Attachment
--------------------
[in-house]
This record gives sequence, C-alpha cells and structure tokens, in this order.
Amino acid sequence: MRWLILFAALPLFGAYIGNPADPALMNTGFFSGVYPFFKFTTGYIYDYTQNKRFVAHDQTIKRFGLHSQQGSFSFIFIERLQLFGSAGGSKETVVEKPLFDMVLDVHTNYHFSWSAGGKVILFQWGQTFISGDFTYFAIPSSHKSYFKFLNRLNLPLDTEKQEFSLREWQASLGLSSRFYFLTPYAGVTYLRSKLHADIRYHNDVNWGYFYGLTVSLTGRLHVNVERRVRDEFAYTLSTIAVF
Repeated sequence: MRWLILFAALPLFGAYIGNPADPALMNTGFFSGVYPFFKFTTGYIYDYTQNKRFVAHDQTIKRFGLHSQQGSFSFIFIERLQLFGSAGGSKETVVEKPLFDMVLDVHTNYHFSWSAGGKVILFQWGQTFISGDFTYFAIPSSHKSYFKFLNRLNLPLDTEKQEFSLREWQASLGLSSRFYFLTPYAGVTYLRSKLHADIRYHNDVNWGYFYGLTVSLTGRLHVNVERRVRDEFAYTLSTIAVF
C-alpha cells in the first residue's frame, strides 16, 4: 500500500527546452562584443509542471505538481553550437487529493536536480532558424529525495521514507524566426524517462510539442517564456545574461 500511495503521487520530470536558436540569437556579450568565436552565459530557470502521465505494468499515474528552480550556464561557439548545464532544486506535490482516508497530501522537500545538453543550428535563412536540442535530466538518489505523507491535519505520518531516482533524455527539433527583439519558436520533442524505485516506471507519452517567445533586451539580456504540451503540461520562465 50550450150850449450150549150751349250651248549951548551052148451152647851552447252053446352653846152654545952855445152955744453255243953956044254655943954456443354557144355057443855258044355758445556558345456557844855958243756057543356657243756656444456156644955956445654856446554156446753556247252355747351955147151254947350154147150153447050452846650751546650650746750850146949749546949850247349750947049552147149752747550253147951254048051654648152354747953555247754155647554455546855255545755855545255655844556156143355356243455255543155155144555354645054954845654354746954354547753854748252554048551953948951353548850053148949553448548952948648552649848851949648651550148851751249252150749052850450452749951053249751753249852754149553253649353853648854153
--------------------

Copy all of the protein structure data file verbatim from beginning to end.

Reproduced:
[in-house]
This record gives sequence, C-alpha cells and structure tokens, in this order.
Amino acid sequence: MRWLILFAALPLFGAYIGNPADPALMNTGFFSGVYPFFKFTTGYIYDYTQNKRFVAHDQTIKRFGLHSQQGSFSFIFIERLQLFGSAGGSKETVVEKPLFDMVLDVHTNYHFSWSAGGKVILFQWGQTFISGDFTYFAIPSSHKSYFKFLNRLNLPLDTEKQEFSLREWQASLGLSSRFYFLTPYAGVTYLRSKLHADIRYHNDVNWGYFYGLTVSLTGRLHVNVERRVRDEFAYTLSTIAVF
Repeated sequence: MRWLILFAALPLFGAYIGNPADPALMNTGFFSGVYPFFKFTTGYIYDYTQNKRFVAHDQTIKRFGLHSQQGSFSFIFIERLQLFGSAGGSKETVVEKPLFDMVLDVHTNYHFSWSAGGKVILFQWGQTFISGDFTYFAIPSSHKSYFKFLNRLNLPLDTEKQEFSLREWQASLGLSSRFYFLTPYAGVTYLRSKLHADIRYHNDVNWGYFYGLTVSLTGRLHVNVERRVRDEFAYTLSTIAVF
C-alpha cells in the first residue's frame, strides 16, 4: 500500500527546452562584443509542471505538481553550437487529493536536480532558424529525495521514507524566426524517462510539442517564456545574461 500511495503521487520530470536558436540569437556579450568565436552565459530557470502521465505494468499515474528552480550556464561557439548545464532544486506535490482516508497530501522537500545538453543550428535563412536540442535530466538518489505523507491535519505520518531516482533524455527539433527583439519558436520533442524505485516506471507519452517567445533586451539580456504540451503540461520562465 50550450150850449450150549150751349250651248549951548551052148451152647851552447252053446352653846152654545952855445152955744453255243953956044254655943954456443354557144355057443855258044355758445556558345456557844855958243756057543356657243756656444456156644955956445654856446554156446753556247252355747351955147151254947350154147150153447050452846650751546650650746750850146949749546949850247349750947049552147149752747550253147951254048051654648152354747953555247754155647554455546855255545755855545255655844556156143355356243455255543155155144555354645054954845654354746954354547753854748252554048551953948951353548850053148949553448548952948648552649848851949648651550148851751249252150749052850450452749951053249751753249852754149553253649353853648854153